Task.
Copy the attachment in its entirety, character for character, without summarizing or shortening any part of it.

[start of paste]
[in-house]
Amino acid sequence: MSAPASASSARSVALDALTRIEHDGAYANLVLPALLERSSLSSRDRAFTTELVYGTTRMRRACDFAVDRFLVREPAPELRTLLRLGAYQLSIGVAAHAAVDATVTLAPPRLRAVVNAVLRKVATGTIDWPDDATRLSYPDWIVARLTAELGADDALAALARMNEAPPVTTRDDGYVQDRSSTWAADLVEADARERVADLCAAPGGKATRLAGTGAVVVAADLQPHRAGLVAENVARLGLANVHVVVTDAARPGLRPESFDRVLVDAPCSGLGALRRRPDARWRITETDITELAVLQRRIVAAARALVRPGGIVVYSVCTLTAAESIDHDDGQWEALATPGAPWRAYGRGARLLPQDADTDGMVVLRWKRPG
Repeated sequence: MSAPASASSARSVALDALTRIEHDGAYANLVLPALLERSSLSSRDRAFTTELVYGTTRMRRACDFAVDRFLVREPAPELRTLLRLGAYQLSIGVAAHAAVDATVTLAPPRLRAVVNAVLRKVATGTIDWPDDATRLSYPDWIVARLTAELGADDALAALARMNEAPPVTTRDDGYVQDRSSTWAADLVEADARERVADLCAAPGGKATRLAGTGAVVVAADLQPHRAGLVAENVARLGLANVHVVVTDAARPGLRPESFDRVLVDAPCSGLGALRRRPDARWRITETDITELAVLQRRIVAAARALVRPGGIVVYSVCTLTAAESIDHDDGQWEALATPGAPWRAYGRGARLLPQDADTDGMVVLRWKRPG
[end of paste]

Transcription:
[in-house]
Amino acid sequence: MSAPASASSARSVALDALTRIEHDGAYANLVLPALLERSSLSSRDRAFTTELVYGTTRMRRACDFAVDRFLVREPAPELRTLLRLGAYQLSIGVAAHAAVDATVTLAPPRLRAVVNAVLRKVATGTIDWPDDATRLSYPDWIVARLTAELGADDALAALARMNEAPPVTTRDDGYVQDRSSTWAADLVEADARERVADLCAAPGGKATRLAGTGAVVVAADLQPHRAGLVAENVARLGLANVHVVVTDAARPGLRPESFDRVLVDAPCSGLGALRRRPDARWRITETDITELAVLQRRIVAAARALVRPGGIVVYSVCTLTAAESIDHDDGQWEALATPGAPWRAYGRGARLLPQDADTDGMVVLRWKRPG
Repeated sequence: MSAPASASSARSVALDALTRIEHDGAYANLVLPALLERSSLSSRDRAFTTELVYGTTRMRRACDFAVDRFLVREPAPELRTLLRLGAYQLSIGVAAHAAVDATVTLAPPRLRAVVNAVLRKVATGTIDWPDDATRLSYPDWIVARLTAELGADDALAALARMNEAPPVTTRDDGYVQDRSSTWAADLVEADARERVADLCAAPGGKATRLAGTGAVVVAADLQPHRAGLVAENVARLGLANVHVVVTDAARPGLRPESFDRVLVDAPCSGLGALRRRPDARWRITETDITELAVLQRRIVAAARALVRPGGIVVYSVCTLTAAESIDHDDGQWEALATPGAPWRAYGRGARLLPQDADTDGMVVLRWKRPG